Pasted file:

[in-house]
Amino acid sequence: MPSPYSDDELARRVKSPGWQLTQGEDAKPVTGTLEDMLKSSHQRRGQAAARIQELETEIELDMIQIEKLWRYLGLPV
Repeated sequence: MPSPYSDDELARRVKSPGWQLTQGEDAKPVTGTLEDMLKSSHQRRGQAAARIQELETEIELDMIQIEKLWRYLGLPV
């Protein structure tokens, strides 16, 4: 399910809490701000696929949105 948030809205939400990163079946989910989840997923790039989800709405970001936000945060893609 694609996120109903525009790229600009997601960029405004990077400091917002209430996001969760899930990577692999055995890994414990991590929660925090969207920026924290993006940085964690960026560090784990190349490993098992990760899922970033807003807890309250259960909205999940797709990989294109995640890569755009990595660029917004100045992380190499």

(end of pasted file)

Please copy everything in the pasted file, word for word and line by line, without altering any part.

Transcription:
[in-house]
Amino acid sequence: MPSPYSDDELARRVKSPGWQLTQGEDAKPVTGTLEDMLKSSHQRRGQAAARIQELETEIELDMIQIEKLWRYLGLPV
Repeated sequence: MPSPYSDDELARRVKSPGWQLTQGEDAKPVTGTLEDMLKSSHQRRGQAAARIQELETEIELDMIQIEKLWRYLGLPV
């Protein structure tokens, strides 16, 4: 399910809490701000696929949105 948030809205939400990163079946989910989840997923790039989800709405970001936000945060893609 694609996120109903525009790229600009997601960029405004990077400091917002209430996001969760899930990577692999055995890994414990991590929660925090969207920026924290993006940085964690960026560090784990190349490993098992990760899922970033807003807890309250259960909205999940797709990989294109995640890569755009990595660029917004100045992380190499």